In recent years, a burgeoning interest in and concern over the use of artificial intelligence (AI) in medicine and healthcare has stood at the centre of interdisciplinary scientific research, political debate, and social activism. The goal of this report is to explain the areas in which AI can contribute to the medical and healthcare field, pinpoint the most significant risks relating to its application in this high-stakes and quickly-changing field, and present policy options to counteract these risks, in order to optimise the use of biomedical AI. Not only will this ensure the safety and respectful treatment of patients receiving AI-mediated healthcare, it should also aid the clinicians and developers involved in implementing it.
This study employs an interdisciplinary methodology based on a comprehensive (but nonsystematic) literature review and analysis of existing scientific articles, white papers, recent guidelines and regulations, governance proposals, AI studies, and online publications. The multidisciplinary resources examined for this report include works from the fields of computer science, biomedical research, the social sciences, biomedical ethics, law, industry, and government reporting. This report explores a wide range of technical obstacles and solutions, clinical studies and results, as well as government proposals and consensus guidelines.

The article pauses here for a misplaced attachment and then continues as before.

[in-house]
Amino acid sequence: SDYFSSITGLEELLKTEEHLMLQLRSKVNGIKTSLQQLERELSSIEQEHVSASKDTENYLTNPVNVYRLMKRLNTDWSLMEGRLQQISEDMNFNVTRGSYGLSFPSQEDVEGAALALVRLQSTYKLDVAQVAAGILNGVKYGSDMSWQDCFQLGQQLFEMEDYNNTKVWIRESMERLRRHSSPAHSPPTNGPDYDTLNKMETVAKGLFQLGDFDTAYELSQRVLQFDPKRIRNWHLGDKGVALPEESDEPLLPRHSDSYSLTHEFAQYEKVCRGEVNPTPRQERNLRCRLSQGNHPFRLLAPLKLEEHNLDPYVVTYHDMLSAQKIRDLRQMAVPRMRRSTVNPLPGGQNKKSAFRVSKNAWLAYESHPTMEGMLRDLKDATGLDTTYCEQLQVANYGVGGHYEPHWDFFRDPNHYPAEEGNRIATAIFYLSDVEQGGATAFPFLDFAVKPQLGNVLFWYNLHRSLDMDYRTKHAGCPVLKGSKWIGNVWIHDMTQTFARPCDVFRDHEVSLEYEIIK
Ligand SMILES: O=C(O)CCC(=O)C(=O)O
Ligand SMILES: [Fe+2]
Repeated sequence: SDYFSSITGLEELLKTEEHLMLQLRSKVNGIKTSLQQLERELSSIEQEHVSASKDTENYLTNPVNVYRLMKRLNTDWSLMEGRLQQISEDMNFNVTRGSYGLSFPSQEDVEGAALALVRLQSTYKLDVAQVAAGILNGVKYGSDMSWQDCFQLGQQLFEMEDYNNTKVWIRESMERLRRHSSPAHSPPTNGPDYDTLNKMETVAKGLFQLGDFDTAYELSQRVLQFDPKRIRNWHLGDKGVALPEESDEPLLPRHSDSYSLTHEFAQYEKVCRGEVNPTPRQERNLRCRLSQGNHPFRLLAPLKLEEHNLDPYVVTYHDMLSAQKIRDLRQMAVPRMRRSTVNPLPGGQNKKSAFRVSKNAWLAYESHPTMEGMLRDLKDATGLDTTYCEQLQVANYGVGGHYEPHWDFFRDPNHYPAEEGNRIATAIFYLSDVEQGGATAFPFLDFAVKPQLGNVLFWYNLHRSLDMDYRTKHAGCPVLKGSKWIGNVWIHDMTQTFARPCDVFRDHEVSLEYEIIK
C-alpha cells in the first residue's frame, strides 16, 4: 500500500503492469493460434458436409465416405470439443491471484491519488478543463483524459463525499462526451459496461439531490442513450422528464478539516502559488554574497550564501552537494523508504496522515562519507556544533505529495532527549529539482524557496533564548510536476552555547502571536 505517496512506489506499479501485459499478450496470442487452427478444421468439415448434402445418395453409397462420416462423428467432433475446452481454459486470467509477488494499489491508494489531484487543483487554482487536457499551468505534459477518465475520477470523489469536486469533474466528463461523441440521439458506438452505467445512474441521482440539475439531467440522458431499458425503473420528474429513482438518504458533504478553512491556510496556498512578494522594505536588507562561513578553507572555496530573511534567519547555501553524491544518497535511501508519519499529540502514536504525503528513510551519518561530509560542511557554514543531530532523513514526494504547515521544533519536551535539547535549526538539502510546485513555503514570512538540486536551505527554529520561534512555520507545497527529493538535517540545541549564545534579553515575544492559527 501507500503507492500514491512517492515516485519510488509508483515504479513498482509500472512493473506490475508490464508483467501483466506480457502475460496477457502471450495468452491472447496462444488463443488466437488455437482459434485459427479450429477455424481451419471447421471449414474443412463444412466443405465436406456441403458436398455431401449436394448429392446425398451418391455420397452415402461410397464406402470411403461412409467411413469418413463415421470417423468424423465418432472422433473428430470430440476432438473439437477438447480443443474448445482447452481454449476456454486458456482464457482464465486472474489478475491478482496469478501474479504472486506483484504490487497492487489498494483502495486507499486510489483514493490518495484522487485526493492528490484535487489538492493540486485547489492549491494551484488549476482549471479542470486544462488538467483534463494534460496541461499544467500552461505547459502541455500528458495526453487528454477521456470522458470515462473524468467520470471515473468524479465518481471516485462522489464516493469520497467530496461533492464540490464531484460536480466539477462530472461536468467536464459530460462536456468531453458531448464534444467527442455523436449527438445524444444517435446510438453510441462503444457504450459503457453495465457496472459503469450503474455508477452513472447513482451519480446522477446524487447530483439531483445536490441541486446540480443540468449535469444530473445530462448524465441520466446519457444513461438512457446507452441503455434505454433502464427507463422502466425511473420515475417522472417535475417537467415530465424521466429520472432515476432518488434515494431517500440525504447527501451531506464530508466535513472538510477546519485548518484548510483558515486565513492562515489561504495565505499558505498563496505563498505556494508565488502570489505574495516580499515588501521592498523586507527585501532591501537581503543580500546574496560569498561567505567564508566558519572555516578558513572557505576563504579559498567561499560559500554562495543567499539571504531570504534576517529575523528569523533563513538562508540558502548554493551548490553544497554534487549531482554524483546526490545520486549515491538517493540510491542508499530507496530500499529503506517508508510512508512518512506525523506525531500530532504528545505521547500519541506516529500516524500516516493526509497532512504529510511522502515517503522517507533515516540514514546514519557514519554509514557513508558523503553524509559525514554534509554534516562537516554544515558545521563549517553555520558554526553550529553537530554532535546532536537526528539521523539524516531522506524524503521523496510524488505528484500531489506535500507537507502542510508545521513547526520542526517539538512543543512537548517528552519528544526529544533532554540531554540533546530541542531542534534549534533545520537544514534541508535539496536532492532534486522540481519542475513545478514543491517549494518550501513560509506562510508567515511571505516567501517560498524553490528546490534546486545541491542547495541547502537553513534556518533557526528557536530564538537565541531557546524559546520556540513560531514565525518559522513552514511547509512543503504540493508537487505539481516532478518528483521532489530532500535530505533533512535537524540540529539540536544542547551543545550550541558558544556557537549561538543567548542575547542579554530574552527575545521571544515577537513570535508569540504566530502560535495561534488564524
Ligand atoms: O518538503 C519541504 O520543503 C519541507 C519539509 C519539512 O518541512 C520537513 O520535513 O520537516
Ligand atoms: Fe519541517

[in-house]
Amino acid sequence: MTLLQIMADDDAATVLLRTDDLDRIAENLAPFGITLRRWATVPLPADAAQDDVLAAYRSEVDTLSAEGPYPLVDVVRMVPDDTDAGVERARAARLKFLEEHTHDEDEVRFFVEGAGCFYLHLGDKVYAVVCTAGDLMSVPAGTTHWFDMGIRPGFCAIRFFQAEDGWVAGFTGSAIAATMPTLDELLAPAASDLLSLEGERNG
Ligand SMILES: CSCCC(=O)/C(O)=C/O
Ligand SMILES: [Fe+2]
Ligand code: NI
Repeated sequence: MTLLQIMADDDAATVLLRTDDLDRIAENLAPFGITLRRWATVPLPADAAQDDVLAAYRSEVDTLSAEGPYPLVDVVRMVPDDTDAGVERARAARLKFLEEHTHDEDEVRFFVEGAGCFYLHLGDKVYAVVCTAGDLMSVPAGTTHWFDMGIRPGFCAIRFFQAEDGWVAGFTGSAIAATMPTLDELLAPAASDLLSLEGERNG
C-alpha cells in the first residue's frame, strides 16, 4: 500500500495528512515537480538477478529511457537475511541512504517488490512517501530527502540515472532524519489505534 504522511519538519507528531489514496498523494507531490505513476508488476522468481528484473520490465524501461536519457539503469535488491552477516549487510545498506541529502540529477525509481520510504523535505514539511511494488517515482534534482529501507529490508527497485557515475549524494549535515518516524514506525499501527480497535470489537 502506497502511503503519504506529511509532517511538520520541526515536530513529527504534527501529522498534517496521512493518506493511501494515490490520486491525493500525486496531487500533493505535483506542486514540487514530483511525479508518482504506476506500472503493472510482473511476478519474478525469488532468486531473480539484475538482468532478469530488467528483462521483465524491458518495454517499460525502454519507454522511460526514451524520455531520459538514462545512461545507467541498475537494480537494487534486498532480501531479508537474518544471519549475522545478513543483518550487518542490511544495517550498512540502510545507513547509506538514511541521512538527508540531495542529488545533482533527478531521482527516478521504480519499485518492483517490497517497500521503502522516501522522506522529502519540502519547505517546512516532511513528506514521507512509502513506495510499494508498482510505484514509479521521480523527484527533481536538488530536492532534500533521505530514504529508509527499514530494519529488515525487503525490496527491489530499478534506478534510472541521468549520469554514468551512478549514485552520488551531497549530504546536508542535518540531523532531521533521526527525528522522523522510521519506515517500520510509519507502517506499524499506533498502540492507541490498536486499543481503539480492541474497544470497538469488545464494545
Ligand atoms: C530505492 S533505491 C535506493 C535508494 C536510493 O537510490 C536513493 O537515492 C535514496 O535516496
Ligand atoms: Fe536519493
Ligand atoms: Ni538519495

This study first outlines the potential for AI in medicine to address pressing issues, in particular the ageing population and the rise of chronic diseases, a lack of health personnel, inefficiency of health systems, lack of sustainability, and health inequities. The report also details the different fields in which biomedical AI could make the most significant contributions: 1) clinical practice, 2) biomedical research, 3) public health, and 4) health administration.
In the realm of clinical practice, the report goes into further detail concerning specific contributions – both realised and potential – to particular medical areas such as radiology, cardiology, digital pathology, emergency medicine, surgery, medical risk and disease prediction, adaptive interventions home care, and mental health. In biomedical research, the report details the potential contributions of AI to clinical research, drug discovery, clinical trials, and personalised medicine.
Lastly, the report presents potential contributions of AI at the public health level as well as to global health.
This study identified and clarifies seven main risks of AI in medicine and healthcare: 1) patient harm due to AI errors, 2) the misuse of medical AI tools, 3) bias in AI and the perpetuation of existing inequities, 4) lack of transparency, 5) privacy and security issues, 6) gaps in accountability, and 7) obstacles in implementation. Each section, as summarised below, not only describes the risk at hand, but also proposes potential mitigation measures.